Sci-Fi, Adventure | USA, 2010 | PG | Cinema | 17 December 2010 (UK) | Disney | Dir:Joseph Kosinski | Jeff Bridges, Garrett Hedlund , Olivia Wilde, Bruce Boxleitner, Michael Sheen, James Frain
The original TRON is one of my favourite childhood films that I absolutely adore. Who didn’t want to drink TRON water and ride a light cycle. Come 28 years later and we have a new Tron for a different generation. In stepped Joseph Kosinski a first time movie director who hails from a promo background but has plenty of experience in blending digital/real world environments. The light cycles hit the ground running once again. Could he do the film justice? Is Tron still relevant?
TRON: Legacy continues where the last film left us. It is now current day, Kevin Flynn (Jeff Bridges) has been missing for 23 years and his rebellious son Sam Flynn (Garrett Hedlund) is in charge as majority share holder of his father’s company APPLE ENCOM. Sam avoids responsibility like the plague until he gets a page from his father.
The Real World scenes begin in 2D but once Sam enters the TRON World the eye popping candy begins!
Kosinski manages to craft a stunning updated world of TRON, everything has been seemingly though of and modernised down to the very last bolt. I couldn’t help but think of ‘Blade Runner’ whilst moving through TRON as it is very much a modern dystopia but very much it’s own world. A lot of glass involved! Which lends itself very nicely to the 3D environments as scenes have much more depth as you look through reflections towards characters & see-through ‘splosions/derezzing.
Jeff Bridges puts in a good bipolar performance as a young, old Kevin Flynn & Clu his digital creation. The digital de-aging while great looking at times, still has an uncanny valley to cross where there are subtle movements lacking in facial expressions, ‘dead eyes’. Although whether this is the director’s intention I’m not sure, as Garrett Hedlund seems to put in the same ‘dead eye’ robotic performance. But to his credit, Hedlund does manage to squeeze out some robotic tears. Olivia Wilde on the other hand offsets the grim environment with her bubbly childlike companion character Quorra, who suffers from a form of laughing tourettes which spouts every now & again.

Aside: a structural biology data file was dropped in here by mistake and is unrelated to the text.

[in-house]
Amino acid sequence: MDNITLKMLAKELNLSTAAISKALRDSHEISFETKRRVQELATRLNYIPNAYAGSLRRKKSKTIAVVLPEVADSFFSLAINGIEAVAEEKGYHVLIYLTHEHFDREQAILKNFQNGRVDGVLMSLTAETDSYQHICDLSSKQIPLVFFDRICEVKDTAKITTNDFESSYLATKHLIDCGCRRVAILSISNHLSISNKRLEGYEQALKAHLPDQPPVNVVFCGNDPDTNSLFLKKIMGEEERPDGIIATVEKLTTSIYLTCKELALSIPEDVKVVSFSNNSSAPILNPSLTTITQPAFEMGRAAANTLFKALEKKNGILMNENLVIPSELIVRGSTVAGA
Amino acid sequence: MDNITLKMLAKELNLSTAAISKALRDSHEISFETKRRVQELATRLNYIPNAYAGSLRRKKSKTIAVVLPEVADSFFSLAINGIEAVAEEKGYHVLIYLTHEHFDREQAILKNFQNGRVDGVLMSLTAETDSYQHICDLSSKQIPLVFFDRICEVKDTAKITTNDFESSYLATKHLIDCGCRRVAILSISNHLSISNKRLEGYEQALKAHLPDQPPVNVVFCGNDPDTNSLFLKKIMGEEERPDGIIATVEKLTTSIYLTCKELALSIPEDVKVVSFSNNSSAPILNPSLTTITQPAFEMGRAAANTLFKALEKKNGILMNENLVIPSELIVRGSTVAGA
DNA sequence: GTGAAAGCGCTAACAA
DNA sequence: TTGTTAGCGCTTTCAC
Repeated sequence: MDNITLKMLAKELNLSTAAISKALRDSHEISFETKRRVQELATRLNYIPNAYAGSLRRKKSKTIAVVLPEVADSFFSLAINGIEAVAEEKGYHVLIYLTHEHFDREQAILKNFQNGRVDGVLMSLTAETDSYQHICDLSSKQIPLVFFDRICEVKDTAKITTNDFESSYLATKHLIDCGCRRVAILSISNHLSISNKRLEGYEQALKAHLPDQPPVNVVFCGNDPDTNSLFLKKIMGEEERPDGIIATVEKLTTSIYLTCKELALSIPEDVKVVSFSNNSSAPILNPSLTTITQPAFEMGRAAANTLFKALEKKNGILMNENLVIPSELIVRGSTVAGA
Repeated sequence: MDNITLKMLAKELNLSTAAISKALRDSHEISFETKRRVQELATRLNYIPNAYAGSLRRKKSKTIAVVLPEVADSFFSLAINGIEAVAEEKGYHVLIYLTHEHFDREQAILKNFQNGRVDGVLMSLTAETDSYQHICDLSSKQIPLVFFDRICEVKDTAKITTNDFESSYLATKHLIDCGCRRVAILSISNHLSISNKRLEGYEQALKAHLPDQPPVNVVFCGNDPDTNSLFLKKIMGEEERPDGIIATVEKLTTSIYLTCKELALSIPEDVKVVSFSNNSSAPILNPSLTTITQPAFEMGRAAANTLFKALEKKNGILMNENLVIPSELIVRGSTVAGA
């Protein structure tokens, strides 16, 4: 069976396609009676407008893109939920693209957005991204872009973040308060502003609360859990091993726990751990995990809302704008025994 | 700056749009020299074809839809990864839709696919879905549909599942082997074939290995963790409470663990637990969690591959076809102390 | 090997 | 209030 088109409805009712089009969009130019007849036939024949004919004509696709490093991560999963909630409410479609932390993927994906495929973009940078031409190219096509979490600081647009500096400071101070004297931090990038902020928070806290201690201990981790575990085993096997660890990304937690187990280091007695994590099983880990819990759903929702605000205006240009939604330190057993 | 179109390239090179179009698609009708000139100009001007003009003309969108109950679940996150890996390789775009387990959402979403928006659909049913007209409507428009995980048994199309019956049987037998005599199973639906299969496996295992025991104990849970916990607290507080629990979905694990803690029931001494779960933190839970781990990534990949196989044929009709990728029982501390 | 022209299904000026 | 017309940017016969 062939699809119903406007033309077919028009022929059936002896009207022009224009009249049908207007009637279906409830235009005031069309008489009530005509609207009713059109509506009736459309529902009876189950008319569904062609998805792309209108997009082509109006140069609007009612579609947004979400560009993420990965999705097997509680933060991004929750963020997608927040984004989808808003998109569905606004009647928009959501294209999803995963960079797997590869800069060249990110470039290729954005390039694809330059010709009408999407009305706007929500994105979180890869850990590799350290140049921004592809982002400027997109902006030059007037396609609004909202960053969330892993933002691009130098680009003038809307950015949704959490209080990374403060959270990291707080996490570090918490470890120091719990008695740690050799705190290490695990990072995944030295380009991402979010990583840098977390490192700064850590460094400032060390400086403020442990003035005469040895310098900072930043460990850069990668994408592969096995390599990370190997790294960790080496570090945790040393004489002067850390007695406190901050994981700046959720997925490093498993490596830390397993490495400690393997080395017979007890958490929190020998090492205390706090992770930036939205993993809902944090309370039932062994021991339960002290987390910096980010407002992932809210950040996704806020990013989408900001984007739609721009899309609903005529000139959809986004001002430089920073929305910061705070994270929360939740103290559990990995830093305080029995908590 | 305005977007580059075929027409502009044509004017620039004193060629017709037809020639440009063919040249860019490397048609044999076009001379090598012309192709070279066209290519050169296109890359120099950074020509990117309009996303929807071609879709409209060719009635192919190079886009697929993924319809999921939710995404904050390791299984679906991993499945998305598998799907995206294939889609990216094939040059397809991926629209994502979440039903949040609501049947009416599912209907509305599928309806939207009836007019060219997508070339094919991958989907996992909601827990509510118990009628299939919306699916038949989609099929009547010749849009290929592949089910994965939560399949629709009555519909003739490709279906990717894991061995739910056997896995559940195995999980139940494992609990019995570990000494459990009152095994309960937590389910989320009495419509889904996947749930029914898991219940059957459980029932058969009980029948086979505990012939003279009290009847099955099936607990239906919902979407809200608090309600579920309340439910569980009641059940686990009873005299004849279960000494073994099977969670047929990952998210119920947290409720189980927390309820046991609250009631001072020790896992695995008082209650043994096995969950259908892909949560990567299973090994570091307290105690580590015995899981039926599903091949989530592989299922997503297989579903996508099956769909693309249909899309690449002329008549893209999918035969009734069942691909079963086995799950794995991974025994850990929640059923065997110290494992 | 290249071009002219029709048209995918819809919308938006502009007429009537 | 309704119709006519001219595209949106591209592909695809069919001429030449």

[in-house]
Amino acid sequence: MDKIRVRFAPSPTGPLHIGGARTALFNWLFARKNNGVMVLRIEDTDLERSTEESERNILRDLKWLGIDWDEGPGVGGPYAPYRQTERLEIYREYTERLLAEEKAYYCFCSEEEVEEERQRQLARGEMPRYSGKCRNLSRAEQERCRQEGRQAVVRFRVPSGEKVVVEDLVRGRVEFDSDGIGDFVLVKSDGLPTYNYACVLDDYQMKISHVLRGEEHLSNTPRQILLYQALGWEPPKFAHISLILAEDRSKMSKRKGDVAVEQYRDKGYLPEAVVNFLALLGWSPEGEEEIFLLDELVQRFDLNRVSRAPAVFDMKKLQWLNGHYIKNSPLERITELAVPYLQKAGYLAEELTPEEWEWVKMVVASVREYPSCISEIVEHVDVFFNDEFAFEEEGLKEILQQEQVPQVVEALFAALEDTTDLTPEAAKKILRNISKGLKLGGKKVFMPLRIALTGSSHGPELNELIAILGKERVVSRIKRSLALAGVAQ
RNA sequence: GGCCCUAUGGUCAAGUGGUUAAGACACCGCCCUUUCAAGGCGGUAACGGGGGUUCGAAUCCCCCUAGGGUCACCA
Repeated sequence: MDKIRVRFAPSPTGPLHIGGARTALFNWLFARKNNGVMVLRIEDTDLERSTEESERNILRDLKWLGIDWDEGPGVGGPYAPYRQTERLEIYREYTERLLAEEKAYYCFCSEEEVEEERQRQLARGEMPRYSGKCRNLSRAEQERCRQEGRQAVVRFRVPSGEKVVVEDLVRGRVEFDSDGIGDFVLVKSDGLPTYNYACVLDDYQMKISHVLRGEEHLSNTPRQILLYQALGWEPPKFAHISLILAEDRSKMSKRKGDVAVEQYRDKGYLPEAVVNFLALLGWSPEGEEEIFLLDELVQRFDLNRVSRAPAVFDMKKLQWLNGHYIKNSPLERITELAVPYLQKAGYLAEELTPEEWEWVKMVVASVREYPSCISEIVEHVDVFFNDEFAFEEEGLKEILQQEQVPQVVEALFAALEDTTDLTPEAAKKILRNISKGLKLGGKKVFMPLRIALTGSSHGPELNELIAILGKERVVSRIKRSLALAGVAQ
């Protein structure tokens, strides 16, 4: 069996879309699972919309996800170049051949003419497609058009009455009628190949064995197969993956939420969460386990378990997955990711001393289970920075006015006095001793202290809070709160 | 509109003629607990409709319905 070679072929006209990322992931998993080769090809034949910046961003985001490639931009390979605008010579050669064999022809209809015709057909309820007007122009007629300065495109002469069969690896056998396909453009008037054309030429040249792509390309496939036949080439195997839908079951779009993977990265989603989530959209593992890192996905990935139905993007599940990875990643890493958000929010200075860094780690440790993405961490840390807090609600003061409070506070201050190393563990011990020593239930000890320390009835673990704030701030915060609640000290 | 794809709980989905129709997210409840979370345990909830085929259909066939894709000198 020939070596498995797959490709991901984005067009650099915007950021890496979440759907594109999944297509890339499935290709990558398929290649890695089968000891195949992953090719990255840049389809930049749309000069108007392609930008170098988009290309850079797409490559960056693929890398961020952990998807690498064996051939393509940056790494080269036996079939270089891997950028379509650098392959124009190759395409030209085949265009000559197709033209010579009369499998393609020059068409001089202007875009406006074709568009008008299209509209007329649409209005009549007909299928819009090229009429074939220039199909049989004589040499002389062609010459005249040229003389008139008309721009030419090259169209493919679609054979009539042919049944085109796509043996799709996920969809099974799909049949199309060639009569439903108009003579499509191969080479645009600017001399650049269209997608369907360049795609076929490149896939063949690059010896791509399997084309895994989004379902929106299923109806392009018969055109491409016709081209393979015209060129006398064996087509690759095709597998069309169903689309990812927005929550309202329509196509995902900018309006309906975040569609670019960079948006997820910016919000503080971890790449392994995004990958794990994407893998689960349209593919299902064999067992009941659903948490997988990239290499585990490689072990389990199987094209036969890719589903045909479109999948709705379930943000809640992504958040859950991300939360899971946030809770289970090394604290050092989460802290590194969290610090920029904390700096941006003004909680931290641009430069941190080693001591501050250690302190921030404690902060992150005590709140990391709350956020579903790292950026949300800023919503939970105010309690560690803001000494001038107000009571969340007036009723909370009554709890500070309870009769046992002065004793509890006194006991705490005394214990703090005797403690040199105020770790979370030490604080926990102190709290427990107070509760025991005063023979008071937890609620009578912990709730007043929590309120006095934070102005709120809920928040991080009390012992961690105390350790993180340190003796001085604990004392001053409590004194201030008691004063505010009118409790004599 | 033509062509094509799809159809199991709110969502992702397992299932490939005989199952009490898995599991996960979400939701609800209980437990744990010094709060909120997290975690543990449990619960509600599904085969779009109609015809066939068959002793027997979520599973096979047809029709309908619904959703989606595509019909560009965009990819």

The story bounces along nicely at an energetic pace which is due in part to Daft Punk’s brilliant electronica enthused score which ramps up the action. Those unfamiliar with the TRON world already, might find themselves lost at times, with events unfolding directly connected to the first movie seen through flashbacks. Though, for those in the know, there are some nice cameos. Visually this movie is absolutely beautiful when the original came out it was overlooked for an Oscar for it’s effects. Computer effects, at the time, were thought of as cheating. One can only hope they rectify this by giving TRON: Legacy the credit it deserves. Overall I think this is an excellent film which everyone should go see. It ticked all to boxes in my childhood expectations list & I left the theatre, smile beaming from ear to ear. This should succeed in creating a new generation of TRON lovers who hopefully have more reticence to not remove the packaging from their film merch.
Rather looking forward to a second viewing.